“…one cannot corner me in some supposed ignorance… in the matter of the formal complexities…” —A. Badiou (2006, p. xiv)

Alain Badiou is a well-known French philosopher who likes to use ideas from logic and mathematics in his philosophical thinking. Given his bad reputation among some analytic philosophers—for example, Jon Elster (2012, 160) calls him an “obscurantist”—one may wonder whether it can be demonstrated that in some of his works Badiou displays basic ignorance of concepts from exact sciences. The answer is yes.

Here is an example in which he first introduces the following statement:

(1) (∃x)(Sx → ~Sa)

…and then he comments on its meaning:

It is clear that the predicate S is altogether particular, and is not replaceable by any predicate whatsoever, no more than is the individual constant a. The axiom (implicitly) defines S as a predicate which possesses differential powers of marking with respect to the constant a. The axiom, in effect, poses that there exists at least one constant such that if it is marked by S then a is not. There is an S-incompatibility between a and another (indeterminate) constant. (Badiou 2007, 28)

Let us begin with Badiou’s mistake in interpreting statement (1) as a claim about S-incompatibility between a and another (indeterminate) constant. It is obvious that this cannot be right: (1) cannot say anything about incompatibility, for the simple reason that it contains a material conditional, which does not have a modal force.

More importantly, however, what does (1) actually say? Can we render its meaning more simply (and intelligibly) than Badiou did in that paragraph that is not exactly a model of clarity or conciseness? Yes, we can. We need just two steps. First, as any textbook covering elementary predicate logic tells us, (1) is logically equivalent to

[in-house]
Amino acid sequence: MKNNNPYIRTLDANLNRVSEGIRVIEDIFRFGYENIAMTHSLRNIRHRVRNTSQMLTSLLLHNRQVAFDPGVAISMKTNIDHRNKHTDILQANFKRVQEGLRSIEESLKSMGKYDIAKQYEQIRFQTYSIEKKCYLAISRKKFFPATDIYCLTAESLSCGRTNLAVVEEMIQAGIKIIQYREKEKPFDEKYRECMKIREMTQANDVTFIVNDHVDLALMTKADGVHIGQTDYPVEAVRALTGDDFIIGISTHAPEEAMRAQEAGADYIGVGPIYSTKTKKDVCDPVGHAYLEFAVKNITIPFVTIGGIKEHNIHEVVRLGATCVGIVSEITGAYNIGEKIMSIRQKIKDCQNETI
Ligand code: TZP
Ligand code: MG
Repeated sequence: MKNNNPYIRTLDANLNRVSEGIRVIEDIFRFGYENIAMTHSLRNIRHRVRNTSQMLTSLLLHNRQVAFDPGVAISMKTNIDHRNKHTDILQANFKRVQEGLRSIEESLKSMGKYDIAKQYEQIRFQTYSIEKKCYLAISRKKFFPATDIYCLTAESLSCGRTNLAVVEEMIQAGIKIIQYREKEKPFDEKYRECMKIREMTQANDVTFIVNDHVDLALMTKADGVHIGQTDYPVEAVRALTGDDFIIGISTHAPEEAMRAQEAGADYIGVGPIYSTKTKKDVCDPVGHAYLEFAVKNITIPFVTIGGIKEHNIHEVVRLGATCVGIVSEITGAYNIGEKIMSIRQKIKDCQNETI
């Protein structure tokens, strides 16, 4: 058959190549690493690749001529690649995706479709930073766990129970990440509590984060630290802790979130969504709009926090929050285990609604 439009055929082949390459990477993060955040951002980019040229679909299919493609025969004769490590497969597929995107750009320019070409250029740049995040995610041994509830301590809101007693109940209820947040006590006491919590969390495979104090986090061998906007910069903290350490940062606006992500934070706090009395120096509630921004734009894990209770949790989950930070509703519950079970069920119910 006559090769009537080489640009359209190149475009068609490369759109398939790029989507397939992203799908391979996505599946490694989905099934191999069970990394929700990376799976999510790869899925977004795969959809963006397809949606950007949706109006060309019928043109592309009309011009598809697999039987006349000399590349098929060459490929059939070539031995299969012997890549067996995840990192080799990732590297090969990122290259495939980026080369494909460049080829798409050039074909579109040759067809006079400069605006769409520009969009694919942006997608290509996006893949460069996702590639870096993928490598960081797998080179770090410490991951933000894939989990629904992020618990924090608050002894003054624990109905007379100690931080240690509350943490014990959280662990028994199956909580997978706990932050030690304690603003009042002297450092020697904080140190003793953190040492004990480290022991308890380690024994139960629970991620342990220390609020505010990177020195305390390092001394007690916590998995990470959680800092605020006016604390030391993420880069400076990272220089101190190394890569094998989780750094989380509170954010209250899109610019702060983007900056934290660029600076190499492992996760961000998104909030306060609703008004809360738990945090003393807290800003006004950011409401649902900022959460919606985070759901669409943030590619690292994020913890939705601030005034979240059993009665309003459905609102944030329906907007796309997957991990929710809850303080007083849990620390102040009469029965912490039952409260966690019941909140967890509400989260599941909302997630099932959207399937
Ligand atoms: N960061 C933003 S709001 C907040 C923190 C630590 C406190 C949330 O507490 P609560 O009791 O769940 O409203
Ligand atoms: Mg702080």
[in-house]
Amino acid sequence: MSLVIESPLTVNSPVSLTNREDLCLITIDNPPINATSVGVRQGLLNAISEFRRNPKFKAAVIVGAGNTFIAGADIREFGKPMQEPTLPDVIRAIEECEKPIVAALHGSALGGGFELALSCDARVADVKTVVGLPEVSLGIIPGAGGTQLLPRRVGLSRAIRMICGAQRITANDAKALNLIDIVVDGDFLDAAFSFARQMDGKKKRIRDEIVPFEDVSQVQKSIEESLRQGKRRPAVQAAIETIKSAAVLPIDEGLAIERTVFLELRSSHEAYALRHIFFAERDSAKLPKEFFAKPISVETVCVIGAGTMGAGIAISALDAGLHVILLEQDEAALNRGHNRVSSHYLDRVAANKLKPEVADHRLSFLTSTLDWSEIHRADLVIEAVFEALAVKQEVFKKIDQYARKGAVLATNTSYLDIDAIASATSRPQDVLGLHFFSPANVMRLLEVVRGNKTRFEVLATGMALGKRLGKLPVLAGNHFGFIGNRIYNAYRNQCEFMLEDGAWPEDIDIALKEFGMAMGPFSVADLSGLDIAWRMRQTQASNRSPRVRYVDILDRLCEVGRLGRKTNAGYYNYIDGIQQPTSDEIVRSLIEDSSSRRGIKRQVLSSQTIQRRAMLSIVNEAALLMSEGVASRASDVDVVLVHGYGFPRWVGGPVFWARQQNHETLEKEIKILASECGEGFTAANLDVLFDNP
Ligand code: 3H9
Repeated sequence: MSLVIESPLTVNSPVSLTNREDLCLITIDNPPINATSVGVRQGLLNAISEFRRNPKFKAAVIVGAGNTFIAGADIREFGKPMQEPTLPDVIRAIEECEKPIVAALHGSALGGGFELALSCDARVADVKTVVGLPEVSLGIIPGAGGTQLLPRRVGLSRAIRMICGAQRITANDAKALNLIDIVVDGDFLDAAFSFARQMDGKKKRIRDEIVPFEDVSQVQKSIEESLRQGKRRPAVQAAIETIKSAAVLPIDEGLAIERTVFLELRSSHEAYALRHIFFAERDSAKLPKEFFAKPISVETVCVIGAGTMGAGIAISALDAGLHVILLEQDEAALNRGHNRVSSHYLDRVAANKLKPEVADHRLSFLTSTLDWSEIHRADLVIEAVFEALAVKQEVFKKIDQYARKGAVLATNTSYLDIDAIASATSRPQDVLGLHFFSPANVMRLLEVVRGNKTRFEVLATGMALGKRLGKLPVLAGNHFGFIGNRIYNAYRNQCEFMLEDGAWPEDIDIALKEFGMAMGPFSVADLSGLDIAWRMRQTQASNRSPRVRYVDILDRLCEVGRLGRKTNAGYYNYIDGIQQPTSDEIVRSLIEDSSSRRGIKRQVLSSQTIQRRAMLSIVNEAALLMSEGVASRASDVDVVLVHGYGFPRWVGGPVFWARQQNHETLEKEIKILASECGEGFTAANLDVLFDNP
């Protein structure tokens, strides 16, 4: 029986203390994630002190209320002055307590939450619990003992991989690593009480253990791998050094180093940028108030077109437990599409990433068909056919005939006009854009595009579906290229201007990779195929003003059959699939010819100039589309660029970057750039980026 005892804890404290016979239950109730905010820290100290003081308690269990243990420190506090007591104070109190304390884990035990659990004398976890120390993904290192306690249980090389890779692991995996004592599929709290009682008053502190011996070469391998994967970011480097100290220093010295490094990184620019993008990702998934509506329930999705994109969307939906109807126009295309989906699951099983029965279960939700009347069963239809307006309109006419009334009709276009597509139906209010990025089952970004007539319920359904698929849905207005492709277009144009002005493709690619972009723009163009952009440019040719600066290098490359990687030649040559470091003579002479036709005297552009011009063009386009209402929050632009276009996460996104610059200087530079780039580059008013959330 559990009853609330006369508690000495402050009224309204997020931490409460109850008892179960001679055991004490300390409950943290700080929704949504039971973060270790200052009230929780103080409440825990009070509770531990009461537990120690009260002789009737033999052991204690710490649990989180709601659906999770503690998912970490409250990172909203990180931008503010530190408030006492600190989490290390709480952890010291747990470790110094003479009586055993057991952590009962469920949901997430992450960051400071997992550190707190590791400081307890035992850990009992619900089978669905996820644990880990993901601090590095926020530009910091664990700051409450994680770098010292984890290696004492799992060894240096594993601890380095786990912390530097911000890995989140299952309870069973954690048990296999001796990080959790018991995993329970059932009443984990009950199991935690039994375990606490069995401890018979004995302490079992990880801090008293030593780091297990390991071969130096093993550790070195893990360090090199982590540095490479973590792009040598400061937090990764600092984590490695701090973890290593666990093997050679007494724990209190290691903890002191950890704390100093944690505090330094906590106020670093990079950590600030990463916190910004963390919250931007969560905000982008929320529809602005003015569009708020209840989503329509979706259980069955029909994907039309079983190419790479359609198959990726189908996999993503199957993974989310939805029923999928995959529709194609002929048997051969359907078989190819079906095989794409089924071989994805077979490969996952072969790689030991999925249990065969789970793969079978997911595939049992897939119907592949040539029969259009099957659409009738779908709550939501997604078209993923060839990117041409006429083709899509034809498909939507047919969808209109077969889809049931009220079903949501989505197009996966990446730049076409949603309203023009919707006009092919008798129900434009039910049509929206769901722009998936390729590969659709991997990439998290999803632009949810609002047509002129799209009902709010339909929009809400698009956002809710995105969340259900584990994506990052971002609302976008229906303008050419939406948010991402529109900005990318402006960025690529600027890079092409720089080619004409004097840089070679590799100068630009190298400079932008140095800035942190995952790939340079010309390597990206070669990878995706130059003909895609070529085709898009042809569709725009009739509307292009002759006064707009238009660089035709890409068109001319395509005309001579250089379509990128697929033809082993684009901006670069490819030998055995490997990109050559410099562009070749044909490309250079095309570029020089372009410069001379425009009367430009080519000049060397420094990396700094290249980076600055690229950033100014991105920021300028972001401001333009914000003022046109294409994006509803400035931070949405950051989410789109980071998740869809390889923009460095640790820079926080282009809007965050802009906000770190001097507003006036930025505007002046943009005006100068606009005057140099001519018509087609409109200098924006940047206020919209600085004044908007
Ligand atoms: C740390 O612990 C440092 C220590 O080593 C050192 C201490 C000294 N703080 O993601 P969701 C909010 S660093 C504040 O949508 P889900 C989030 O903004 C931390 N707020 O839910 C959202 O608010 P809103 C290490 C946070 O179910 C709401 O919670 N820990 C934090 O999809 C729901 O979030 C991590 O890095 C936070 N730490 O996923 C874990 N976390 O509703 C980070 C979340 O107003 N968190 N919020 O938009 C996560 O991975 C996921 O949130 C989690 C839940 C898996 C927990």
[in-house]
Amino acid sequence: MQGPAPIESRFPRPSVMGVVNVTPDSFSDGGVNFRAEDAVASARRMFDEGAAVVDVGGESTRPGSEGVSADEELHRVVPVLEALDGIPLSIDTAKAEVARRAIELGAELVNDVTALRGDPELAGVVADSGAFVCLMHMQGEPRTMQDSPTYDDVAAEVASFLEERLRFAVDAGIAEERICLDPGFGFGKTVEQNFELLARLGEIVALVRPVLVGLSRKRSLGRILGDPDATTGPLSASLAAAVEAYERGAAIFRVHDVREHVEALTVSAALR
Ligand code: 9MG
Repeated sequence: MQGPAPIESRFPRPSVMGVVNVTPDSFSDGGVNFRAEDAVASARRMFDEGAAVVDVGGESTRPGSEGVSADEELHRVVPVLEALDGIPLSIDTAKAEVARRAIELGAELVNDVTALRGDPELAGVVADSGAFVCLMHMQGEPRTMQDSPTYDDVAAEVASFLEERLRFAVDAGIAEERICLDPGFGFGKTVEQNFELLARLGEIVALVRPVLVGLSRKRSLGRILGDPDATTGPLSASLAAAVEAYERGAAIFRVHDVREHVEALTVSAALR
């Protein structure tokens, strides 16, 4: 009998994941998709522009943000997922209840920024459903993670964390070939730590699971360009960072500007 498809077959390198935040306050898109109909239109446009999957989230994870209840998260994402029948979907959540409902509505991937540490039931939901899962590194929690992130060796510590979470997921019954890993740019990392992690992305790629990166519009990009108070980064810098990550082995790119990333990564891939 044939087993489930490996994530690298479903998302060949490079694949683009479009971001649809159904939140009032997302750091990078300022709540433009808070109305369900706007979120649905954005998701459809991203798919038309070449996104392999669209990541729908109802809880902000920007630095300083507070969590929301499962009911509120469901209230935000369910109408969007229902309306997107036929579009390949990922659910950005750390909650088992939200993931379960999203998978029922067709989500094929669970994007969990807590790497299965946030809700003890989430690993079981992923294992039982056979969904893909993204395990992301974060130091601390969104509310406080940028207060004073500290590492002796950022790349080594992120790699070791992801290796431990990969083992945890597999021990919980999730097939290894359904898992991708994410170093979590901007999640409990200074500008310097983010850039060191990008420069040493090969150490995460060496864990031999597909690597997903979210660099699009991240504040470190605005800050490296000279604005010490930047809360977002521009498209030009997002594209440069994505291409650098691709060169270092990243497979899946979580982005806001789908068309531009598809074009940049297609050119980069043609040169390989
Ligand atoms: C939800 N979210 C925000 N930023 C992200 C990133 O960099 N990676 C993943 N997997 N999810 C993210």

(2) ∀xSx → ~Sa

The next step is to note that (2) is logically equivalent to

(3) ~∀xSx

If we take logical equivalence to mean mutual derivability, we can easily show that (2) and (3) are indeed logically equivalent. In one direction, since according to (2), ∀xSx materially implies its own falsity, (2) logically entails (3), i.e. that ∀xSx is false. In the opposite direction, if (3) is true, introducing the antecedent of (2) generates a contradiction and therefore any statement (including ~Sa) can be derived from it. In other words, (3) entails (2).

Now from the two equivalences—between (1) and (2), and between (2) and (3)—it follows by the transitivity of equivalence that (1) is equivalent to (3).

So it turns out that statement (1) actually means something extremely simple: “Not everything is S“. Therefore, Badiou’s abstruse and convoluted interpretation of that statement in the above paragraph is entirely unnecessary.